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January 31, 2008
by Mark Hagland
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The coming data-transparency world of healthcare requires strong IT behind the scenes

For years, industry experts have been touting the emergence of the “new healthcare consumer” — an individual who is knowledgeable, street-smart about the ins and outs of healthcare delivery, and demanding of high quality in care and services. And many in the provider community have more or less ignored such predictions. Then a funny thing happened on the way to the future: employer-purchasers, frustrated by resurgent healthcare inflation, rearranged the landscape, and began moving more and more of their employees into so-called “consumer-directed” health plans, many using health savings accounts and similar tools as funding mechanisms.

Dana richardson, r.n., mha

Dana Richardson, R.N., MHA

All of a sudden, consumer-patients had “skin in the game,” and began to look more closely at what healthcare services cost and what the clinical outcomes of local providers really were. At the same time, employer-purchasers and health insurers began pushing hard on providers for greater transparency.

Thus, the landscape of healthcare in 2008 already looks different from just two years ago. And pioneering hospitals, medical groups and health systems are already differentiating themselves by creating transparency in clinical outcomes dissemination and pricing information, while improving consumer-friendliness.

As we reported in our December cover story (, organizations like Geisinger Health System in Danville, Pa., and Alegent Health System in Omaha, Neb., are moving forward on various fronts in this area, negating the arguments of those who say that transparency and consumer responsiveness aren't possible in the world of healthcare. Geisinger (with its ProvenCare program combining publicly guaranteed sticker prices and protocols-driven care standardization) and Alegent (with its interactive, Web-based consumer pricing tool) are proving that it can be done.

Movement is also being generated at the hospital-association level. In Wisconsin, the Madison-based Wisconsin Hospital Association (WHA) has pioneered a unique statewide hospital transparency program that involves both hospital prices for a wide range of procedures, and clinical outcomes across a broad array of clinical quality indicators. The WHA's PricePoint and CheckPoint programs are being looked at by state hospital associations across the country, as other provider groups learn how to give better information to consumers.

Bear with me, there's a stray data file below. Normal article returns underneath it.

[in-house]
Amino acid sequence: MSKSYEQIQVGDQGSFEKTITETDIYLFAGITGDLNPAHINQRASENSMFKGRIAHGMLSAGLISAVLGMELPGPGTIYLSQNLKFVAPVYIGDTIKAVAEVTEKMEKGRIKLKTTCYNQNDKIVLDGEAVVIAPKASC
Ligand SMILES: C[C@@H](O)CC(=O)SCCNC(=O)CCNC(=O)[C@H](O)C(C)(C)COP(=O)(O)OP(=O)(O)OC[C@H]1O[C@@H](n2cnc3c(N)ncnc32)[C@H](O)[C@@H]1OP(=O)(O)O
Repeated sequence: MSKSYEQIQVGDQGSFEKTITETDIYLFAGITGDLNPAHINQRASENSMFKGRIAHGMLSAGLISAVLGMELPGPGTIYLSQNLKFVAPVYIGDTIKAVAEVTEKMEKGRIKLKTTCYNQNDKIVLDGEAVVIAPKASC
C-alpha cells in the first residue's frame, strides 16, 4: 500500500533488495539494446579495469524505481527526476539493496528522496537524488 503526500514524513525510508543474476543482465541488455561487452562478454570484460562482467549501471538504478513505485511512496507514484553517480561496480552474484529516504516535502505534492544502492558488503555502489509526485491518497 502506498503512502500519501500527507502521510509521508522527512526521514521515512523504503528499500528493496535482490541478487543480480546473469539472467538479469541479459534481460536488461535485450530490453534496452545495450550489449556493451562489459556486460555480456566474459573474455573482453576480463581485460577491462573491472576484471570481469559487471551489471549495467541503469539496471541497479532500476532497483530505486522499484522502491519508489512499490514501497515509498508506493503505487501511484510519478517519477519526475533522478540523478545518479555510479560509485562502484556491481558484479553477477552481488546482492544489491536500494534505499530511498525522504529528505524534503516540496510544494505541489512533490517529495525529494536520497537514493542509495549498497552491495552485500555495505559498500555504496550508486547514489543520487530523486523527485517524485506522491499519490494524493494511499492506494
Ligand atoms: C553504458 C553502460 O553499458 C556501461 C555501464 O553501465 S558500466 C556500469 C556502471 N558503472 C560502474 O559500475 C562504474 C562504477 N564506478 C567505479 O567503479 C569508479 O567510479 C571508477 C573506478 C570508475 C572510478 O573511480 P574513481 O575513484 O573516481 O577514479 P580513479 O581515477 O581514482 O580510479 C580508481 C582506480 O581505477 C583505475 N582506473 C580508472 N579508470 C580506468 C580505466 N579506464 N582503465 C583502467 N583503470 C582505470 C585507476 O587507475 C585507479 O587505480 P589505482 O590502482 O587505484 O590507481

What's being learned from all this activity? “The key implication for the whole transparency movement is that this gives consumers information that had not been available to them prior to this,” says Dana Richardson, R.N., MHA, vice president of quality initiatives for the WHA. Over time, as more objective information about outcomes and prices is made available and becomes used by consumers, Richardson says, a shift will take place in which consumers will use more objective information and will reduce their dependence on traditional, subjective kinds of information, such as overall local reputations and personal referrals.

“The balance between objective and subjective information” — the traditional reputation- and personal referral-based kinds of information consumers have relied on to make provider choices — “will shift.”

John haughom, m.d.

John Haughom, M.D.

John Haughom, M.D., agrees, though he adds that the challenges of presenting useful clinical information to consumers are turning out to be manifold. PeaceHealth, a six-hospital integrated health system based in Bellevue, Wash., with care sites in Washington, Oregon, and Alaska, has spent the last few years posting many clinical outcomes on the organization's Web site.

“The number-one challenge,” says Haughom, the health system's senior vice president, clinical quality and patient safety, “is how you take complex information for complex conditions like chronic disease, and put it into a format that can easily be used by patients. It seems like it shouldn't be all that hard, but it is.”

For example, he says, “We started with diabetes, putting key parameter information on the Web site. But patients don't understand what hemoglobin A1c is about.” Haughom and his colleagues continue to work through the process of making such data useful to consumers, even as they add new data to the mix.

Ronald Paulus, M.D., MBA, chief technology and innovation officer at Geisinger, emphasizes that the industry is still in the earliest stages of what will be a long journey. “A couple of lessons emerge from all this,” he says. “One is that consumerism means lots of different things to lots of different people. All things being equal, my view of consumerism is that you ask the consumers what they want. But a lot of people aren't doing that yet.”

Consumers, and even employer-purchasers, are just beginning to look at programs like Geisinger's ProvenCare. But healthcare policy leaders and state legislators have shown considerable interest already, he notes.

Meanwhile, trailblazing organizations will continue to be creative. At the Detroit-based Henry Ford Health System, the six-hospital, 30-clinic system's consumerism initiative is going strong, reports Pamela Landis, the system's director of Web services.